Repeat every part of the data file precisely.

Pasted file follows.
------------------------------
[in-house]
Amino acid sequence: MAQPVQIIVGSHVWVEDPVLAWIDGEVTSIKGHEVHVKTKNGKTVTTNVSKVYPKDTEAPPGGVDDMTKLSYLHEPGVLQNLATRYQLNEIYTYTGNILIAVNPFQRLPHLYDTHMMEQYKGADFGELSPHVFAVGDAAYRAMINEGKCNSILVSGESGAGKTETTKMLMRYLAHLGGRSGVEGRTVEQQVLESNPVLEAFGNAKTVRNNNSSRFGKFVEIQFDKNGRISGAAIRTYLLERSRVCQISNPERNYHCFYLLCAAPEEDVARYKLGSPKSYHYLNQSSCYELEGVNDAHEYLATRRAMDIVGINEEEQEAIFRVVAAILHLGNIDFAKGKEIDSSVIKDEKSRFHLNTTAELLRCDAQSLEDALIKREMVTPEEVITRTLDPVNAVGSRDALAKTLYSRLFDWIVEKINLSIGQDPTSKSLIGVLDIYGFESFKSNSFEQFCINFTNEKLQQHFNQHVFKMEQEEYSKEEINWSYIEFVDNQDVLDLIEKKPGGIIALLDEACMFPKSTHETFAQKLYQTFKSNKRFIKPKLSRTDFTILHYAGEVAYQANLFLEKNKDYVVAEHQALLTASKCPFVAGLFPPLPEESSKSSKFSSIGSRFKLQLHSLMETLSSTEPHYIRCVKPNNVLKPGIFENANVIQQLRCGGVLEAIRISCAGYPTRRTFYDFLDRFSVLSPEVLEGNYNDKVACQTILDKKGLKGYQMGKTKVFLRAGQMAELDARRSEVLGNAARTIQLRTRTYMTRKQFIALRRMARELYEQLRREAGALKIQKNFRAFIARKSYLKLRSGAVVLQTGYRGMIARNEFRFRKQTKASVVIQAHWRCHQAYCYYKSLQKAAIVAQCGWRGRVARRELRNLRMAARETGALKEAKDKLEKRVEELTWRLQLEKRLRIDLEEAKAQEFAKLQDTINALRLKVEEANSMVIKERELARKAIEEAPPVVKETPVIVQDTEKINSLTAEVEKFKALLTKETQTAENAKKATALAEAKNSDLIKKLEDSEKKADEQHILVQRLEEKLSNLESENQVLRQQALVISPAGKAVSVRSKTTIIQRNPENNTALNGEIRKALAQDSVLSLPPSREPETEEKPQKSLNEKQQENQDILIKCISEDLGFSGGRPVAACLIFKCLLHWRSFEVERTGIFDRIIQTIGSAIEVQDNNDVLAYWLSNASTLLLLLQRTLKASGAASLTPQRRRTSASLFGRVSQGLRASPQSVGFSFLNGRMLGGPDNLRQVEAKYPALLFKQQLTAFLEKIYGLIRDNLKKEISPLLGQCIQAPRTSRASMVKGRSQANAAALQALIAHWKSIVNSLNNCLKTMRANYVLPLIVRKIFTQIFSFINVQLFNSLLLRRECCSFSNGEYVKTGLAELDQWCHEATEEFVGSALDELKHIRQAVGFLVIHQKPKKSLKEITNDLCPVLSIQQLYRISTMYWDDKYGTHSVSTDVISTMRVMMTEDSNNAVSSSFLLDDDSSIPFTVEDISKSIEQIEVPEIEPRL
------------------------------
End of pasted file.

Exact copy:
[in-house]
Amino acid sequence: MAQPVQIIVGSHVWVEDPVLAWIDGEVTSIKGHEVHVKTKNGKTVTTNVSKVYPKDTEAPPGGVDDMTKLSYLHEPGVLQNLATRYQLNEIYTYTGNILIAVNPFQRLPHLYDTHMMEQYKGADFGELSPHVFAVGDAAYRAMINEGKCNSILVSGESGAGKTETTKMLMRYLAHLGGRSGVEGRTVEQQVLESNPVLEAFGNAKTVRNNNSSRFGKFVEIQFDKNGRISGAAIRTYLLERSRVCQISNPERNYHCFYLLCAAPEEDVARYKLGSPKSYHYLNQSSCYELEGVNDAHEYLATRRAMDIVGINEEEQEAIFRVVAAILHLGNIDFAKGKEIDSSVIKDEKSRFHLNTTAELLRCDAQSLEDALIKREMVTPEEVITRTLDPVNAVGSRDALAKTLYSRLFDWIVEKINLSIGQDPTSKSLIGVLDIYGFESFKSNSFEQFCINFTNEKLQQHFNQHVFKMEQEEYSKEEINWSYIEFVDNQDVLDLIEKKPGGIIALLDEACMFPKSTHETFAQKLYQTFKSNKRFIKPKLSRTDFTILHYAGEVAYQANLFLEKNKDYVVAEHQALLTASKCPFVAGLFPPLPEESSKSSKFSSIGSRFKLQLHSLMETLSSTEPHYIRCVKPNNVLKPGIFENANVIQQLRCGGVLEAIRISCAGYPTRRTFYDFLDRFSVLSPEVLEGNYNDKVACQTILDKKGLKGYQMGKTKVFLRAGQMAELDARRSEVLGNAARTIQLRTRTYMTRKQFIALRRMARELYEQLRREAGALKIQKNFRAFIARKSYLKLRSGAVVLQTGYRGMIARNEFRFRKQTKASVVIQAHWRCHQAYCYYKSLQKAAIVAQCGWRGRVARRELRNLRMAARETGALKEAKDKLEKRVEELTWRLQLEKRLRIDLEEAKAQEFAKLQDTINALRLKVEEANSMVIKERELARKAIEEAPPVVKETPVIVQDTEKINSLTAEVEKFKALLTKETQTAENAKKATALAEAKNSDLIKKLEDSEKKADEQHILVQRLEEKLSNLESENQVLRQQALVISPAGKAVSVRSKTTIIQRNPENNTALNGEIRKALAQDSVLSLPPSREPETEEKPQKSLNEKQQENQDILIKCISEDLGFSGGRPVAACLIFKCLLHWRSFEVERTGIFDRIIQTIGSAIEVQDNNDVLAYWLSNASTLLLLLQRTLKASGAASLTPQRRRTSASLFGRVSQGLRASPQSVGFSFLNGRMLGGPDNLRQVEAKYPALLFKQQLTAFLEKIYGLIRDNLKKEISPLLGQCIQAPRTSRASMVKGRSQANAAALQALIAHWKSIVNSLNNCLKTMRANYVLPLIVRKIFTQIFSFINVQLFNSLLLRRECCSFSNGEYVKTGLAELDQWCHEATEEFVGSALDELKHIRQAVGFLVIHQKPKKSLKEITNDLCPVLSIQQLYRISTMYWDDKYGTHSVSTDVISTMRVMMTEDSNNAVSSSFLLDDDSSIPFTVEDISKSIEQIEVPEIEPRL